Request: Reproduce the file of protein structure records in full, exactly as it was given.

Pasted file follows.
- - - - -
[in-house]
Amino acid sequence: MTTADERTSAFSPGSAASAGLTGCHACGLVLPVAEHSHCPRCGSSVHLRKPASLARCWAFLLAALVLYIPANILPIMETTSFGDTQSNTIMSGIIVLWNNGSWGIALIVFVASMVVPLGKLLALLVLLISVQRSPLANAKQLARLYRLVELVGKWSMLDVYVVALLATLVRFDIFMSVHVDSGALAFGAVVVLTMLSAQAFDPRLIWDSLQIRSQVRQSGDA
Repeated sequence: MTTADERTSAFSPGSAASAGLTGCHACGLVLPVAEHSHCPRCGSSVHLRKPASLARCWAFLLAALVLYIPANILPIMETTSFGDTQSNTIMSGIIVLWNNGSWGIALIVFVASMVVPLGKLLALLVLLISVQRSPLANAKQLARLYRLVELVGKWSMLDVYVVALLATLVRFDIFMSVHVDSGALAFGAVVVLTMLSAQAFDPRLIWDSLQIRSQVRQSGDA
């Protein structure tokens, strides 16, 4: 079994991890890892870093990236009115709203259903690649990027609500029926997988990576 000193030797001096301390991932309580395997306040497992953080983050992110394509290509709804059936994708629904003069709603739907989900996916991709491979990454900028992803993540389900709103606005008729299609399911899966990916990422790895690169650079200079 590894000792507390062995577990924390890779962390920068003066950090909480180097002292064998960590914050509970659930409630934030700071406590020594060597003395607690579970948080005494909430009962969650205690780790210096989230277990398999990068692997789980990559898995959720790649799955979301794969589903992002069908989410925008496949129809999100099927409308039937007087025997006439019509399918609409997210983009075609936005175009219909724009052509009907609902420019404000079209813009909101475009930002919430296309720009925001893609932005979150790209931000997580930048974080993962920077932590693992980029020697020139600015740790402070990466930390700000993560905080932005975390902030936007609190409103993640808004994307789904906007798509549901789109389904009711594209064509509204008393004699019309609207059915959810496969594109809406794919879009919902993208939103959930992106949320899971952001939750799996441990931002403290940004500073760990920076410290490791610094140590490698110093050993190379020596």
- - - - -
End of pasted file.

[in-house]
Amino acid sequence: MTTADERTSAFSPGSAASAGLTGCHACGLVLPVAEHSHCPRCGSSVHLRKPASLARCWAFLLAALVLYIPANILPIMETTSFGDTQSNTIMSGIIVLWNNGSWGIALIVFVASMVVPLGKLLALLVLLISVQRSPLANAKQLARLYRLVELVGKWSMLDVYVVALLATLVRFDIFMSVHVDSGALAFGAVVVLTMLSAQAFDPRLIWDSLQIRSQVRQSGDA
Repeated sequence: MTTADERTSAFSPGSAASAGLTGCHACGLVLPVAEHSHCPRCGSSVHLRKPASLARCWAFLLAALVLYIPANILPIMETTSFGDTQSNTIMSGIIVLWNNGSWGIALIVFVASMVVPLGKLLALLVLLISVQRSPLANAKQLARLYRLVELVGKWSMLDVYVVALLATLVRFDIFMSVHVDSGALAFGAVVVLTMLSAQAFDPRLIWDSLQIRSQVRQSGDA
């Protein structure tokens, strides 16, 4: 079994991890890892870093990236009115709203259903690649990027609500029926997988990576 000193030797001096301390991932309580395997306040497992953080983050992110394509290509709804059936994708629904003069709603739907989900996916991709491979990454900028992803993540389900709103606005008729299609399911899966990916990422790895690169650079200079 590894000792507390062995577990924390890779962390920068003066950090909480180097002292064998960590914050509970659930409630934030700071406590020594060597003395607690579970948080005494909430009962969650205690780790210096989230277990398999990068692997789980990559898995959720790649799955979301794969589903992002069908989410925008496949129809999100099927409308039937007087025997006439019509399918609409997210983009075609936005175009219909724009052509009907609902420019404000079209813009909101475009930002919430296309720009925001893609932005979150790209931000997580930048974080993962920077932590693992980029020697020139600015740790402070990466930390700000993560905080932005975390902030936007609190409103993640808004994307789904906007798509549901789109389904009711594209064509509204008393004699019309609207059915959810496969594109809406794919879009919902993208939103959930992106949320899971952001939750799996441990931002403290940004500073760990920076410290490791610094140590490698110093050993190379020596």